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A History of the French Novel, Vol. 2

An incarnation of the bad Beyle


of a marquis who rebukes him for making this _tapage_; and such a still greater brute (for in the duel he had himself been wounded) that he throws out of the window an unfortunate lackey who gets in his way at a party where Octave has, as usual, lost his temper. Finally, he is a combination of prig, sneak, cad, brute, and fool when (having picked up and read a forged letter which is not addressed to him, though it has been put by enemies in his way) he believes, without any enquiry, that his unlucky cousin Armance, to whom he is at last engaged, is deceiving him, but marries her all the same, lives with her (she loves him frantically) for a few days, and then, pretending to go to the succour of the Greeks, poisons himself on board ship--rather more, as far as one can make out, in order to annoy her than for any other reason. That there are the elements, and something more than the elements, of a powerful story in this is of course evident; there nearly always are such elements in Beyle, and that is why he has his place here. But, as has been said, the story is almost as dull as it is disagreeable. Unluckily, too, it is, like most of his other books, pervaded by an unpleasant suggestion that the disagreeableness is intimately connected with the author's own nature. As with Julien Sorel (_v. inf._) so with Octave de Malivert, one feels that, though Beyle would never have behaved exactly like his book-child, that book-child has a great deal too much of the uncanny and semi-diabolical doubles of some occult stories in it--is, in fact, an incarnation of the bad Beyle, the seamy side of Beyle, the creature that Beyle might have been but for the grace of that God in whom he did not believe. Which things, however one may have schooled oneself not to let book and author interfere with each other, are not comfortable.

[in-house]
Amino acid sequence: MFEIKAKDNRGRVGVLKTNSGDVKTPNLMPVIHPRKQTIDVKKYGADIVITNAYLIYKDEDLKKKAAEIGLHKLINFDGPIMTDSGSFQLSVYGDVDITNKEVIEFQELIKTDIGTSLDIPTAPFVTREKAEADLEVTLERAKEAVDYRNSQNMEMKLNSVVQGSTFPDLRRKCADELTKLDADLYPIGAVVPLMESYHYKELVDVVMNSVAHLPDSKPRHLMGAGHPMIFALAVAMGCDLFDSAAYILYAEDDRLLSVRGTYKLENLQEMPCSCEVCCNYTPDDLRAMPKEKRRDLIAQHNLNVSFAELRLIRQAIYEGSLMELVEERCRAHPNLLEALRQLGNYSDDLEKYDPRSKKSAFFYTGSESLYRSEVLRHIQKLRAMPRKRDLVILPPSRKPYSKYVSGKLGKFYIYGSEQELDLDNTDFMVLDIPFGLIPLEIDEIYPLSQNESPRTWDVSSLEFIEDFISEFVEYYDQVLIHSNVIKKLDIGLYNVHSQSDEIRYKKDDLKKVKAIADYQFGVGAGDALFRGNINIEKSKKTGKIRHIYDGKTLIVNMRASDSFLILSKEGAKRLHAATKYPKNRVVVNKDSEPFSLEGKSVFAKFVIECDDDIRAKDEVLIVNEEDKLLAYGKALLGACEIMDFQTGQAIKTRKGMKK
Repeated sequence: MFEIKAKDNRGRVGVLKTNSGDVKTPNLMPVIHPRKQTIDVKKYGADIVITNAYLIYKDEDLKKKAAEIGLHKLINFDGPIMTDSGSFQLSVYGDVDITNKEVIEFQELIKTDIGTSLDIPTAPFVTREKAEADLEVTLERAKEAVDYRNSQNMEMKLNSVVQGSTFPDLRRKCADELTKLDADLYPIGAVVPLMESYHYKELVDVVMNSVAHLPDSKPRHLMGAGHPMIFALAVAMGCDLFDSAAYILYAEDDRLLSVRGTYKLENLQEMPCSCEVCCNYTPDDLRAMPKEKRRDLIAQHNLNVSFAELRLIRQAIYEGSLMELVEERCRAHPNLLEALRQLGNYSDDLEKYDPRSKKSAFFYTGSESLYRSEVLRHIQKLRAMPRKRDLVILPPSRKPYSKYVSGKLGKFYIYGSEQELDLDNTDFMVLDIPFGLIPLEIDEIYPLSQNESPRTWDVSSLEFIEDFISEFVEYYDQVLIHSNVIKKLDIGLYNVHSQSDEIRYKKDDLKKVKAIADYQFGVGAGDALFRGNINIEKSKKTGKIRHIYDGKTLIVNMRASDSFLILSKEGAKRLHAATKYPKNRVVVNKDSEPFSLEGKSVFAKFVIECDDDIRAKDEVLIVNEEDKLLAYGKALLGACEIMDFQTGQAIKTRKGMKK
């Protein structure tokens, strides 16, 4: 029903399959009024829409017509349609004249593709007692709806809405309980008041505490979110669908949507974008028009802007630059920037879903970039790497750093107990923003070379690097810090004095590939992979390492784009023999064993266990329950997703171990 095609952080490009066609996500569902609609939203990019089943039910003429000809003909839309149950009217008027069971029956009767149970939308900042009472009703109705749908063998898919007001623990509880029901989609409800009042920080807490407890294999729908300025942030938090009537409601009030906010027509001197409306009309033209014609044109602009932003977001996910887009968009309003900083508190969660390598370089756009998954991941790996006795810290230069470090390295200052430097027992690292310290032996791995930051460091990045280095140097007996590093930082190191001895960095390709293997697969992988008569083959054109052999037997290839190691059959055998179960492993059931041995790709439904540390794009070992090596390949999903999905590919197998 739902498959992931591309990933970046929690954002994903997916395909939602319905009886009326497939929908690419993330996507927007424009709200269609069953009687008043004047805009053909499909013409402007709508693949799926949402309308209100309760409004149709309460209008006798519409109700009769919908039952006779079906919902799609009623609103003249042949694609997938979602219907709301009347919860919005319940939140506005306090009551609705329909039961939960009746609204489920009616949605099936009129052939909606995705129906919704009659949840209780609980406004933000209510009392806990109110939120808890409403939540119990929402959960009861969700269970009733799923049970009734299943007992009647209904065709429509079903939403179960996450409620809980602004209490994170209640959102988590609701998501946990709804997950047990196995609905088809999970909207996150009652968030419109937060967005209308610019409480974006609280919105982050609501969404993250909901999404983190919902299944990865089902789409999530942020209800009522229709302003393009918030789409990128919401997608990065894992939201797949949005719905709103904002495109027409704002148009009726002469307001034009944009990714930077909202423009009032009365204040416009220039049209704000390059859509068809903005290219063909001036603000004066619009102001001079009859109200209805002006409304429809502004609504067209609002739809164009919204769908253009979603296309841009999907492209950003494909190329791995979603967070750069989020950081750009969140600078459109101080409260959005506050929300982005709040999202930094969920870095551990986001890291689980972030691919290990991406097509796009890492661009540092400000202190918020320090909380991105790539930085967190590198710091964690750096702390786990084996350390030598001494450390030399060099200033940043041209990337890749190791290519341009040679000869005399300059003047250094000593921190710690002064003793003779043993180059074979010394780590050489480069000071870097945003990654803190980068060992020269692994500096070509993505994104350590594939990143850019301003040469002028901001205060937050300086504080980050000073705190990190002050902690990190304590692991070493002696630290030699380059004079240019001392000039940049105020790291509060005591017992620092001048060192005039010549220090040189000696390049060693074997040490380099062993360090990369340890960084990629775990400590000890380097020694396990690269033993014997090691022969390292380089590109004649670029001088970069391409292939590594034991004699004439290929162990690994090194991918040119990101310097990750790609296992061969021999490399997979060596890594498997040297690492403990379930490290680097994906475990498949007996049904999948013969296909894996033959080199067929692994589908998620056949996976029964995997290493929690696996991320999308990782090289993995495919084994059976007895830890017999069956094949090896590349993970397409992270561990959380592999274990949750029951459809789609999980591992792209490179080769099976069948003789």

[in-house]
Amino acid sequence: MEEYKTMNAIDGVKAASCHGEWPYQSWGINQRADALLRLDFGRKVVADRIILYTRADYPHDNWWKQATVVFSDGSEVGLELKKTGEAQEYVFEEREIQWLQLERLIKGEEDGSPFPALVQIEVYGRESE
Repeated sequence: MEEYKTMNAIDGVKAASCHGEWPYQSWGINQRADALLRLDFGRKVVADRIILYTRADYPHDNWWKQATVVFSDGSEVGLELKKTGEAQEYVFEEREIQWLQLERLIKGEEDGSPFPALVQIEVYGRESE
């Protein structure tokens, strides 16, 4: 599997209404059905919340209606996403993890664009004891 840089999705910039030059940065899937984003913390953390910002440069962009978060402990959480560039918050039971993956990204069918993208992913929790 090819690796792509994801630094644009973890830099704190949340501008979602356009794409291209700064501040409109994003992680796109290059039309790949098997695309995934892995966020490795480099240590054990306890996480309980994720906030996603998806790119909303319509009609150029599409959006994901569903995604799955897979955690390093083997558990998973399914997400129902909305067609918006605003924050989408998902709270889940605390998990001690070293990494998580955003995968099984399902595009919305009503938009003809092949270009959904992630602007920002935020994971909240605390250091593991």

It ought, however, to be said that _Armance_ is an early and remarkable Romantic experiment in several ways, not least in the foreign mottoes, English, Portuguese, Spanish, and German, which are prefixed to the chapters. Unluckily some of them[129] are obviously retranslated from French versions unverified by the originals, and once there is a most curious blunder. Pope's description of Belinda's neck and cross, not quite in the original words but otherwise exact, is attributed to--Schiller!

[Sidenote: _La Chartreuse de Parme._]

I have read, I believe, as much criticism as most men, possibly, indeed, a little more than most, and I ought long ago to have been beyond the reach of shocking, startling, or any other movement of surprise at any critical utterance whatsoever. But I own that an access of _fou rire_ once came upon me when I was told in a printed page that _La Chartreuse de Parme_ was a "very lively and very amusing book." A book of great and peculiar power it most undoubtedly is, a book standing out in the formidable genealogy of "psychological" novels as (_salva reverentia_) certain names stand out from the others in the greater list that opens the first chapter of St. Matthew. But "lively"? and "amusing"? Wondrous hot indeed is this snow, and more lustrous than any ebony are the clerestories towards the south-north of this structure.


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